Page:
Utilization is simply determined by dividing the load by the capacity. An operator-configured high water mark can be established, and if a given host exceeds the high water mark for utilization, that host can be removed from the DNS zone in most circumstances. This shifts new connections to other hosts with less utilization. When the host's utilization drops below an operator-configured low water mark, the host is added back to the DNS zone and again becomes available for assignment of new addresses.
A configuration parameter may also be provided which specifies the minimum number of available service addresses that must be present in the DNS zone, to prevent removal of all preferred service addresses from the zone. To prevent the number of available addresses from falling below this minimum, highly utilized hosts may be advertised.
By proper management of the service addresses, various network functions can be managed, hot sparing, quiescing and failure detection. Hot sparing involves hosts designated as service providers only if another host fails; in essence, such devices are surrogates for failed hosts and their preferred service addresses. A hot spare host does not have a preferred service address, but instead sends info messages advising that it is available. This allows the leader to assign service addresses to the hot spare in the event it is needed. In particular, the leader will typically assign orphaned service addresses to hot spares only. Assignment of service addresses may either be random or in accordance with a load-balancing scheme.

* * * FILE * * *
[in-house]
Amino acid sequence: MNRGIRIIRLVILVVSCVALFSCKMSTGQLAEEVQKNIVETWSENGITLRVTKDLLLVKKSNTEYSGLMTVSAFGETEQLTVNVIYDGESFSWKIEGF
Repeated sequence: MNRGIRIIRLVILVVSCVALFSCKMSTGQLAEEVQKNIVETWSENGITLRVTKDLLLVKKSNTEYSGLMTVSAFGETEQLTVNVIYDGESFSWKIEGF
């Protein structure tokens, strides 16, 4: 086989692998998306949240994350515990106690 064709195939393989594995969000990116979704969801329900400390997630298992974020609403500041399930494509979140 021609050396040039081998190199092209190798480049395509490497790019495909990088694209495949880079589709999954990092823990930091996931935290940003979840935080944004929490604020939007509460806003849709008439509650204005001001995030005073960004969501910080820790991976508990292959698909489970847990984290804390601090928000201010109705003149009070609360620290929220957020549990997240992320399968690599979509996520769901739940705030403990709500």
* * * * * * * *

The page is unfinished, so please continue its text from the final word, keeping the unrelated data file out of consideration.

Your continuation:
Quiescing is defined as preventing a host in a service group from acquiring service addresses, while at the same time permitting that host to release addresses; in an exemplary embodiment, setting a host as quiesced requires intervention by the system operator. This enables system administrators to address resource problems without declaring the affected host as failed. Like failed hosts, quiesced hosts are not included in the service group's DNS zone, and thus their address does not show up in the list of available hosts; unlike failed hosts a quiesced host can continue to serve its current service addresses.
Failure detection, also available to be performed by the present invention, involves monitoring of the "info" or control messages sent by each host. The info messages basically serve as a "heartbeat" signal. A total host failure is detected if no heartbeat signal occurs within a timeout interval. The frequency of transmission of the info message/heartbeat and the timeout interval may be adjusted by the operator to optimize system operation. Additionally, a host may experience service failures, which occur when a host can no longer provide a service due to partial failure. These failures may be transient or persistent, and may involve software or hardware failures such as resource exhaustion or corrupted data, among others. In an exemplary embodiment, hosts with service failures may continue to participate in a service group, although such hosts will voluntarily release their service addresses.